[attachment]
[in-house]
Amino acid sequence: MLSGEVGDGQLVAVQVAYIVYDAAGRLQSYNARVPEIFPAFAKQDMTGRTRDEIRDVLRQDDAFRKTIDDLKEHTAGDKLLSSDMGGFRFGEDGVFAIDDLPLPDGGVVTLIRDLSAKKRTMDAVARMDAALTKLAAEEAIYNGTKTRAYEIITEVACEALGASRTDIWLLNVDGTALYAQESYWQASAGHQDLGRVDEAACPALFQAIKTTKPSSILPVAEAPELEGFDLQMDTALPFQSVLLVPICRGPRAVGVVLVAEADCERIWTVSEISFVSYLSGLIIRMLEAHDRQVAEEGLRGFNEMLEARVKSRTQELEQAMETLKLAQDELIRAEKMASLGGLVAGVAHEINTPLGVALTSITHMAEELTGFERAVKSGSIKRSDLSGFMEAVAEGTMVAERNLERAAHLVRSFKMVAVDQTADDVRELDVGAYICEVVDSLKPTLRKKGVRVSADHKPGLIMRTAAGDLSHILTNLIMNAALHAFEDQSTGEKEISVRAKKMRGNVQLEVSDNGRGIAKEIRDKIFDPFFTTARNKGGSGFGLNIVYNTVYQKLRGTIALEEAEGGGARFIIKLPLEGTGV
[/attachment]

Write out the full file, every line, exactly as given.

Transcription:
[in-house]
Amino acid sequence: MLSGEVGDGQLVAVQVAYIVYDAAGRLQSYNARVPEIFPAFAKQDMTGRTRDEIRDVLRQDDAFRKTIDDLKEHTAGDKLLSSDMGGFRFGEDGVFAIDDLPLPDGGVVTLIRDLSAKKRTMDAVARMDAALTKLAAEEAIYNGTKTRAYEIITEVACEALGASRTDIWLLNVDGTALYAQESYWQASAGHQDLGRVDEAACPALFQAIKTTKPSSILPVAEAPELEGFDLQMDTALPFQSVLLVPICRGPRAVGVVLVAEADCERIWTVSEISFVSYLSGLIIRMLEAHDRQVAEEGLRGFNEMLEARVKSRTQELEQAMETLKLAQDELIRAEKMASLGGLVAGVAHEINTPLGVALTSITHMAEELTGFERAVKSGSIKRSDLSGFMEAVAEGTMVAERNLERAAHLVRSFKMVAVDQTADDVRELDVGAYICEVVDSLKPTLRKKGVRVSADHKPGLIMRTAAGDLSHILTNLIMNAALHAFEDQSTGEKEISVRAKKMRGNVQLEVSDNGRGIAKEIRDKIFDPFFTTARNKGGSGFGLNIVYNTVYQKLRGTIALEEAEGGGARFIIKLPLEGTGV